4. Mass and weight A car with a weight of 2.50 x 104 N car travels in the +x direction stops suddenly. The net force acting on it is -1.85x104 N. What is its acceleration? To determine the acceleration, refer to Newtons 2nd law,

But, the mass of the car will have to be determined first from the weight (w=mg).

The acceleration of the bottle has to be determined first by utilizing one of the four equations from motion with constant acceleration: This equation is chosen because the time interval in which the bottle stops is unknown.

5. Action-Reaction After your car breaks down, you start pushing it to the nearest repair shop. While the car is starting to move, how does the force you exert on the car compare to the force the car exerts on you? How do these forces compare when you are pushing the car along at constant speed? In both cases, the force you exert on the car is equal in magnitude and opposite in direction to the force exerted by the car on. It is true you will have to exert a greater force so that the car will start to move than to keep the car moving. But no matter how hard you push, the car pushes just as hard on you. Newtons 3rd law gives the same result whether the two bodies are at rest, moving with constant velocity or accelerating.

The acceleration is negative because it is opposite the motion of the bottle. The net force acting on the bottle along the horizontal (x-axis) is friction:

1. Which of the following statements is most correct and why? a. It is possible for an object to have motion in the absence of forces on the object. b. It is possible to have forces on an object in the absence of motion of the object. c. Neither (a) nor (b) is correct. d. Both (a) and (b) are correct.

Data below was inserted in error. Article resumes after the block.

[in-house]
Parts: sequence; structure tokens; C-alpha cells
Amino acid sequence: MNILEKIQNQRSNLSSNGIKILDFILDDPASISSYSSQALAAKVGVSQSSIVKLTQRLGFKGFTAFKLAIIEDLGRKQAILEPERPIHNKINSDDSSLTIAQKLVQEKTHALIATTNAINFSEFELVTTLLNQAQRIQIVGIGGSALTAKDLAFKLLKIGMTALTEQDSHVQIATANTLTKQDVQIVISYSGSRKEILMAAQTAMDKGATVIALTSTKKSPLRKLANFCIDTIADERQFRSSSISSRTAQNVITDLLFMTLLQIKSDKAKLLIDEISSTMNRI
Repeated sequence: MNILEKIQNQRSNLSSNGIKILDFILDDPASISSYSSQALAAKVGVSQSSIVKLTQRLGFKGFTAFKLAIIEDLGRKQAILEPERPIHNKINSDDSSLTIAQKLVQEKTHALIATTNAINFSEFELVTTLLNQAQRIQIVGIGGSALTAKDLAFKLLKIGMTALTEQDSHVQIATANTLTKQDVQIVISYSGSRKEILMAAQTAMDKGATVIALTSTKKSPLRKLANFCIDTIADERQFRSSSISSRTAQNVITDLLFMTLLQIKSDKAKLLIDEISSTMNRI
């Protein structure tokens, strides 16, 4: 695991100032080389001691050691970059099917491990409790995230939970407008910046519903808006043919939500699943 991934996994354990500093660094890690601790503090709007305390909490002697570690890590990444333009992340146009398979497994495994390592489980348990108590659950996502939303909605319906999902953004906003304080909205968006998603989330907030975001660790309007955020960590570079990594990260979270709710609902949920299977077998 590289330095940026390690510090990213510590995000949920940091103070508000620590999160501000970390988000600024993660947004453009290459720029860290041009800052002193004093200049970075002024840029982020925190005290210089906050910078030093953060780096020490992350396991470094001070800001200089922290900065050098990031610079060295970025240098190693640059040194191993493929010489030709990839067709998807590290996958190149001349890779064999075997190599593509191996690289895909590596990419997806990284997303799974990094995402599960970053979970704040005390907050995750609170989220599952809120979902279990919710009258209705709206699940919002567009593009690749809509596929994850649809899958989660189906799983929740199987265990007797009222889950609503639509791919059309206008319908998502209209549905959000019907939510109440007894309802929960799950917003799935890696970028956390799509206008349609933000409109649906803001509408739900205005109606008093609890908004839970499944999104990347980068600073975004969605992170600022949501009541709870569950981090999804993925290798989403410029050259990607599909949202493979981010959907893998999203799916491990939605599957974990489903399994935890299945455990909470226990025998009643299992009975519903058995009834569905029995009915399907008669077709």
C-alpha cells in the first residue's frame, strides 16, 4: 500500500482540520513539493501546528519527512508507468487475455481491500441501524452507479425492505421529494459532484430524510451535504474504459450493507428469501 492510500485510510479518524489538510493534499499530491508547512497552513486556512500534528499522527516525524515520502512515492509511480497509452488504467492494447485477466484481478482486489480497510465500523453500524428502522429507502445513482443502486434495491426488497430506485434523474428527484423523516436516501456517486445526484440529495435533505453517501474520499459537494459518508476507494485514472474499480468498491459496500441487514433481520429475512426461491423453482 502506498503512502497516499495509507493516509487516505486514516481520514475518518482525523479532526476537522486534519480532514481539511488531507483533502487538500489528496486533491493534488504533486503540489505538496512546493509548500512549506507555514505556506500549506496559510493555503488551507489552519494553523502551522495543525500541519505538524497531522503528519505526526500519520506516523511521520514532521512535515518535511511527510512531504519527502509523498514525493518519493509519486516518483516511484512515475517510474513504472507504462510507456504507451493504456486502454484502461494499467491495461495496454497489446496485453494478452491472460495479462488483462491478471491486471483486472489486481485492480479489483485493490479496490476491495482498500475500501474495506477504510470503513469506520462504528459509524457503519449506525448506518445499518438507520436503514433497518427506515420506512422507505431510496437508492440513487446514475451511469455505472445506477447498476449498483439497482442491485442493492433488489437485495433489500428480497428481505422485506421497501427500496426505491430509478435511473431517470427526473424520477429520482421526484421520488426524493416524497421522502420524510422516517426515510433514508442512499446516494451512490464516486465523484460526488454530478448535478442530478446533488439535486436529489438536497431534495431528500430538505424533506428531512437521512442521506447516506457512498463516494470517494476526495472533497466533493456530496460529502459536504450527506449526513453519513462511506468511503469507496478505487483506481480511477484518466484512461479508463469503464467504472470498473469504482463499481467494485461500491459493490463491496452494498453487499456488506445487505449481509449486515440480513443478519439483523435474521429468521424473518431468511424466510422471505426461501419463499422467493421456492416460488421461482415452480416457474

6. Suppose an astronaut landed on a planet where g=19.6m/s2. Assume that the astronauts space suit does not affect how she moves: a. Compared to the earth, would it be easier, harder or just as easy for her to walk around? b. Would it be easier, harder or just as easy to catch a ball that is moving horizontally at 12 m/s? 7. Suppose you are talking by interplanetary telephone to your friend, who lives on the Moon. He tells you that he has just won a newton of gold in a contest. Excitedly, you tell him that you entered the Earth version of the same contest and also won a newton of gold! Who is richer? (a) You (b) Your friend (c) You are equally rich. Why? 8. While travelling towards Kibawe, you notice a mosquito as it hits the windshield. Which has the greater magnitude, the force exerted on the mosquito by the car, or the force exerted by the mosquito on the car? Or are the magnitudes the same? If they are different, how can you reconcile this fact with Newtons 3rd Law? If they are equal, why is the mosquito splattered while the car is undamaged? 9. If a net horizontal force of 132 N is applied to a 60 kg person resting on the edge of the swimming pool, what horizontal acceleration is produced? 10. Superman throws a 2,400 N boulder at his arch enemy. What horizontal force must Superman apply to the boulder to give it a horizontal acceleration of 12 m/s2?

2. In which of the following situations is there zero net force on the body? Why? a. An airplane flying due north at a steady 120 m/s and at a constant altitude b. A car driving straight up a hill with a 3slope at a constant 90 km/h c. A hawk circling at a constant 20 km/h at a constant height of 15 m above an open field. d. A box with smooth, frictionless surfaces in the back of the truck as the truck accelerates forward on a level road at 5 m/s2 3. You push an object, initially at rest, across a frictionless floor with a constant force for a time interval t, resulting in a final speed of v for the object. You repeat the experiment, but with a force that is twice as large. What time interval is now required to reach the same final speed v? a. 4t b. 2t c. t d. t/2 e. t/4.

4. A baseball of mass m is thrown upward with some initial speed. A gravitational force is exerted on the ball (a) at all points in its motion (b) at all points in its motion except at the highest point (c) at no points in its motion. Why? 5. Rank the following situations in order of the magnitude of the objects acceleration, from highest to lowest. Are there any cases that have the same magnitude of acceleration? a. A 2.0 kg object acted on by a 2.0 N force b. A 2.0 kg object acted on by an 8.0 N force c. An 8.0 kg object acted on by a 2.0 N force d. An 8.0 kg object acted on by an 8.0 N force